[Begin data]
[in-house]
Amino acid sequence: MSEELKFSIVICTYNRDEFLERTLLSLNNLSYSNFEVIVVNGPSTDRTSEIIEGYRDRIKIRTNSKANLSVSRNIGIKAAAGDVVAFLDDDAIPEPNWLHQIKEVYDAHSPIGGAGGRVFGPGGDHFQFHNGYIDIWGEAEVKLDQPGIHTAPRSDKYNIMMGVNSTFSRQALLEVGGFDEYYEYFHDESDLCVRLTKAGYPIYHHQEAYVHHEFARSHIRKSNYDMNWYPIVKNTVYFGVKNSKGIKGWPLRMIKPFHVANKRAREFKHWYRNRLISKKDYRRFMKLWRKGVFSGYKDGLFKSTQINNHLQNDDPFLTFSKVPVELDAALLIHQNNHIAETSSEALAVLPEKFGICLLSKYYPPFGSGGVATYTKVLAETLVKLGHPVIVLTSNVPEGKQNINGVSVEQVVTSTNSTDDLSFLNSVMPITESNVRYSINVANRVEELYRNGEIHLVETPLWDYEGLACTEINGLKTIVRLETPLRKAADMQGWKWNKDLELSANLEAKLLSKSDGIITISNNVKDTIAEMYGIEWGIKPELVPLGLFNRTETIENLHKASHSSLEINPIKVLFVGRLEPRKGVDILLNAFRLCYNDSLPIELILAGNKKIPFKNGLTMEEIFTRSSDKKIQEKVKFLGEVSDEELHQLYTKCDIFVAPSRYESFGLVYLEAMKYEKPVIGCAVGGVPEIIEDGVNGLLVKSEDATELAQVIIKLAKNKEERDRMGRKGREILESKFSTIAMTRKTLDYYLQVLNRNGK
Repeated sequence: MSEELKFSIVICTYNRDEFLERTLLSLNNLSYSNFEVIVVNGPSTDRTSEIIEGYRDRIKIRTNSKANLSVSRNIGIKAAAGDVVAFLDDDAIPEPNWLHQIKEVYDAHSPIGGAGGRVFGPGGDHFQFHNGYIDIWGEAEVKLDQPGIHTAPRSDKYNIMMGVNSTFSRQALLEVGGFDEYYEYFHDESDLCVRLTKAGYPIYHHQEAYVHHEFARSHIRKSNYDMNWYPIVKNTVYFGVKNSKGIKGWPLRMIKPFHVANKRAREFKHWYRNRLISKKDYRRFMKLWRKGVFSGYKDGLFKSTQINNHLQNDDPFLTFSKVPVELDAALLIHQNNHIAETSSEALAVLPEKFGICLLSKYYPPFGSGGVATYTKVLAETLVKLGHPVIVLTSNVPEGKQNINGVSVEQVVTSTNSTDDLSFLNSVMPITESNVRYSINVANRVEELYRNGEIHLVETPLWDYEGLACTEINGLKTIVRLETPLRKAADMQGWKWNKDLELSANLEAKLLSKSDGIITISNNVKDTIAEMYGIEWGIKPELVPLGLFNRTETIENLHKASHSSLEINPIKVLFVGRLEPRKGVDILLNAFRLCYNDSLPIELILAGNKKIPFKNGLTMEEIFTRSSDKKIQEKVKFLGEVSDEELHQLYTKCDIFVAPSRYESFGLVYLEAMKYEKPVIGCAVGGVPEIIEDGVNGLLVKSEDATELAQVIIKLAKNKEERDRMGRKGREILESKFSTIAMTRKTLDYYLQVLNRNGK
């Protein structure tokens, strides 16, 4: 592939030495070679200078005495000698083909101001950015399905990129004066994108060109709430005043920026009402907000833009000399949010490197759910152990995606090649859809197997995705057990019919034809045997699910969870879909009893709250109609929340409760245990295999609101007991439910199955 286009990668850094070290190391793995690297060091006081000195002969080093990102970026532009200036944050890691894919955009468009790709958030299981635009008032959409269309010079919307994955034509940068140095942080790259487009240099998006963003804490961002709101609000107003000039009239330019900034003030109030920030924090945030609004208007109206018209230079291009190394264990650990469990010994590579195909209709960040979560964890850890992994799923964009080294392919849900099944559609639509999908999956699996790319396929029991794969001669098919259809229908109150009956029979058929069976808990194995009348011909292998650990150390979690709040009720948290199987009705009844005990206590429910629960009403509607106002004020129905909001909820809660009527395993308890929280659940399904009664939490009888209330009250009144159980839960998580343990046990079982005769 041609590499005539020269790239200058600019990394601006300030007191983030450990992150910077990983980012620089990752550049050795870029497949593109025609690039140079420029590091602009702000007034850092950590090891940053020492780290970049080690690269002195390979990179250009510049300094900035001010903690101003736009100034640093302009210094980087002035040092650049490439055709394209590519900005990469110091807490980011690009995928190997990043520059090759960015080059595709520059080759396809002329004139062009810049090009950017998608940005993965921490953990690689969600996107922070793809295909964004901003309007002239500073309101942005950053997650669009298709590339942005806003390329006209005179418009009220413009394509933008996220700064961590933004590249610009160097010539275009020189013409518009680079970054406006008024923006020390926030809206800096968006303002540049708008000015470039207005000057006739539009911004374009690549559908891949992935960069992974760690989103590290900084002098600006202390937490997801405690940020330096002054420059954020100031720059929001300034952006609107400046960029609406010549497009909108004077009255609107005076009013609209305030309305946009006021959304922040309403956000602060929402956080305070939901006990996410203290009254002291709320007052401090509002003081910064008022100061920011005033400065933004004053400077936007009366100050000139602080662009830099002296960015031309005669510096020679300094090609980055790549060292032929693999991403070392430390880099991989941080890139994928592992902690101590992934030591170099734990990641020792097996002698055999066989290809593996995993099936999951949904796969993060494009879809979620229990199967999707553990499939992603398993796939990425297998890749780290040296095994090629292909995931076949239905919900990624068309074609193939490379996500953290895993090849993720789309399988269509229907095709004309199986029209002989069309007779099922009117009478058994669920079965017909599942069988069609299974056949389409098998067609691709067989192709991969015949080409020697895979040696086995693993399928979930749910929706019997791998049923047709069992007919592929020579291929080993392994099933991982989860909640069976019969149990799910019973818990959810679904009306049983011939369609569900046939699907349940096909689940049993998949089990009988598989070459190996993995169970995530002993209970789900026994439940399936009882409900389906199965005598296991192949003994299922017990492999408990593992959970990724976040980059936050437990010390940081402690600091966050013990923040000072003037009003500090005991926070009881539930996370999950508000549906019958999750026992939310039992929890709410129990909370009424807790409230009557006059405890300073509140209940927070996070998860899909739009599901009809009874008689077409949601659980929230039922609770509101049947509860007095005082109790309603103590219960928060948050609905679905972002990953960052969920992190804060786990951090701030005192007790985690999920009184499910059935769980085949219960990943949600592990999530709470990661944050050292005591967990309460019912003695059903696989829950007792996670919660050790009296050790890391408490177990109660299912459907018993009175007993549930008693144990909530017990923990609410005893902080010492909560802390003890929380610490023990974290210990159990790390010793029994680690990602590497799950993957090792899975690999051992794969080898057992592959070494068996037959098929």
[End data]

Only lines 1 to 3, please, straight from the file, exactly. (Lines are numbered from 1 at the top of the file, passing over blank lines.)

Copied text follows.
[in-house]
Amino acid sequence: MSEELKFSIVICTYNRDEFLERTLLSLNNLSYSNFEVIVVNGPSTDRTSEIIEGYRDRIKIRTNSKANLSVSRNIGIKAAAGDVVAFLDDDAIPEPNWLHQIKEVYDAHSPIGGAGGRVFGPGGDHFQFHNGYIDIWGEAEVKLDQPGIHTAPRSDKYNIMMGVNSTFSRQALLEVGGFDEYYEYFHDESDLCVRLTKAGYPIYHHQEAYVHHEFARSHIRKSNYDMNWYPIVKNTVYFGVKNSKGIKGWPLRMIKPFHVANKRAREFKHWYRNRLISKKDYRRFMKLWRKGVFSGYKDGLFKSTQINNHLQNDDPFLTFSKVPVELDAALLIHQNNHIAETSSEALAVLPEKFGICLLSKYYPPFGSGGVATYTKVLAETLVKLGHPVIVLTSNVPEGKQNINGVSVEQVVTSTNSTDDLSFLNSVMPITESNVRYSINVANRVEELYRNGEIHLVETPLWDYEGLACTEINGLKTIVRLETPLRKAADMQGWKWNKDLELSANLEAKLLSKSDGIITISNNVKDTIAEMYGIEWGIKPELVPLGLFNRTETIENLHKASHSSLEINPIKVLFVGRLEPRKGVDILLNAFRLCYNDSLPIELILAGNKKIPFKNGLTMEEIFTRSSDKKIQEKVKFLGEVSDEELHQLYTKCDIFVAPSRYESFGLVYLEAMKYEKPVIGCAVGGVPEIIEDGVNGLLVKSEDATELAQVIIKLAKNKEERDRMGRKGREILESKFSTIAMTRKTLDYYLQVLNRNGK
Repeated sequence: MSEELKFSIVICTYNRDEFLERTLLSLNNLSYSNFEVIVVNGPSTDRTSEIIEGYRDRIKIRTNSKANLSVSRNIGIKAAAGDVVAFLDDDAIPEPNWLHQIKEVYDAHSPIGGAGGRVFGPGGDHFQFHNGYIDIWGEAEVKLDQPGIHTAPRSDKYNIMMGVNSTFSRQALLEVGGFDEYYEYFHDESDLCVRLTKAGYPIYHHQEAYVHHEFARSHIRKSNYDMNWYPIVKNTVYFGVKNSKGIKGWPLRMIKPFHVANKRAREFKHWYRNRLISKKDYRRFMKLWRKGVFSGYKDGLFKSTQINNHLQNDDPFLTFSKVPVELDAALLIHQNNHIAETSSEALAVLPEKFGICLLSKYYPPFGSGGVATYTKVLAETLVKLGHPVIVLTSNVPEGKQNINGVSVEQVVTSTNSTDDLSFLNSVMPITESNVRYSINVANRVEELYRNGEIHLVETPLWDYEGLACTEINGLKTIVRLETPLRKAADMQGWKWNKDLELSANLEAKLLSKSDGIITISNNVKDTIAEMYGIEWGIKPELVPLGLFNRTETIENLHKASHSSLEINPIKVLFVGRLEPRKGVDILLNAFRLCYNDSLPIELILAGNKKIPFKNGLTMEEIFTRSSDKKIQEKVKFLGEVSDEELHQLYTKCDIFVAPSRYESFGLVYLEAMKYEKPVIGCAVGGVPEIIEDGVNGLLVKSEDATELAQVIIKLAKNKEERDRMGRKGREILESKFSTIAMTRKTLDYYLQVLNRNGK